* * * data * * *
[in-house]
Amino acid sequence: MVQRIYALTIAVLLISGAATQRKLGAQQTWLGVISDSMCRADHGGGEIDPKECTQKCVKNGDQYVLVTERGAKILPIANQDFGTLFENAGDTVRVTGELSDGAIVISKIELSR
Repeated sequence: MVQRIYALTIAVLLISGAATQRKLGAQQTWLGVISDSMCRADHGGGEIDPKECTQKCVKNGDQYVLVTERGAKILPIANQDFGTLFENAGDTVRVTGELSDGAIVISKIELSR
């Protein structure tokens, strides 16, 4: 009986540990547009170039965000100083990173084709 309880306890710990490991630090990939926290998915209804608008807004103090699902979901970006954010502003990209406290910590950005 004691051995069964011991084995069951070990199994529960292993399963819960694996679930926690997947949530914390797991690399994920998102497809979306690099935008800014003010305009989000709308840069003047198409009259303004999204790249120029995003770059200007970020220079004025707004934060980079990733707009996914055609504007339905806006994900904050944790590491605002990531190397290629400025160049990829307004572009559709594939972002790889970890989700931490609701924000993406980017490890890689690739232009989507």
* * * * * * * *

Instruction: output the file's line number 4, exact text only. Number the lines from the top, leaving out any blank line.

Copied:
């Protein structure tokens, strides 16, 4: 009986540990547009170039965000100083990173084709 309880306890710990490991630090990939926290998915209804608008807004103090699902979901970006954010502003990209406290910590950005 004691051995069964011991084995069951070990199994529960292993399963819960694996679930926690997947949530914390797991690399994920998102497809979306690099935008800014003010305009989000709308840069003047198409009259303004999204790249120029995003770059200007970020220079004025707004934060980079990733707009996914055609504007339905806006994900904050944790590491605002990531190397290629400025160049990829307004572009559709594939972002790889970890989700931490609701924000993406980017490890890689690739232009989507």